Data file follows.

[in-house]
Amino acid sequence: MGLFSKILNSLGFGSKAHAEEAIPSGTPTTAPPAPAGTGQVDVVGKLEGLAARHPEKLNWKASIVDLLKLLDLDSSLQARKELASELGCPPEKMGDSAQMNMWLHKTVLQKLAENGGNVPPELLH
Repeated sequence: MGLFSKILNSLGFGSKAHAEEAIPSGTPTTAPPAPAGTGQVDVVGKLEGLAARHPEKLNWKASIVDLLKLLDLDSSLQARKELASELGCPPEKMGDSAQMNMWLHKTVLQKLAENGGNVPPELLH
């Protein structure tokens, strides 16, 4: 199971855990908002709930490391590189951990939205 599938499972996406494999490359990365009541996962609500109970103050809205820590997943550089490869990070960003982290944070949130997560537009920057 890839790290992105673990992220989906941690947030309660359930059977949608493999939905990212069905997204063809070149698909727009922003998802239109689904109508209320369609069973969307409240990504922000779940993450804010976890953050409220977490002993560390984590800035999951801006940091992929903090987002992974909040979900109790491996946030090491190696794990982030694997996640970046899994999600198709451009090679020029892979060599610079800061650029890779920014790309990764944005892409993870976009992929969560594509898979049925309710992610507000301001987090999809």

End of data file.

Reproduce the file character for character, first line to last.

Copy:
[in-house]
Amino acid sequence: MGLFSKILNSLGFGSKAHAEEAIPSGTPTTAPPAPAGTGQVDVVGKLEGLAARHPEKLNWKASIVDLLKLLDLDSSLQARKELASELGCPPEKMGDSAQMNMWLHKTVLQKLAENGGNVPPELLH
Repeated sequence: MGLFSKILNSLGFGSKAHAEEAIPSGTPTTAPPAPAGTGQVDVVGKLEGLAARHPEKLNWKASIVDLLKLLDLDSSLQARKELASELGCPPEKMGDSAQMNMWLHKTVLQKLAENGGNVPPELLH
């Protein structure tokens, strides 16, 4: 199971855990908002709930490391590189951990939205 599938499972996406494999490359990365009541996962609500109970103050809205820590997943550089490869990070960003982290944070949130997560537009920057 890839790290992105673990992220989906941690947030309660359930059977949608493999939905990212069905997204063809070149698909727009922003998802239109689904109508209320369609069973969307409240990504922000779940993450804010976890953050409220977490002993560390984590800035999951801006940091992929903090987002992974909040979900109790491996946030090491190696794990982030694997996640970046899994999600198709451009090679020029892979060599610079800061650029890779920014790309990764944005892409993870976009992929969560594509898979049925309710992610507000301001987090999809």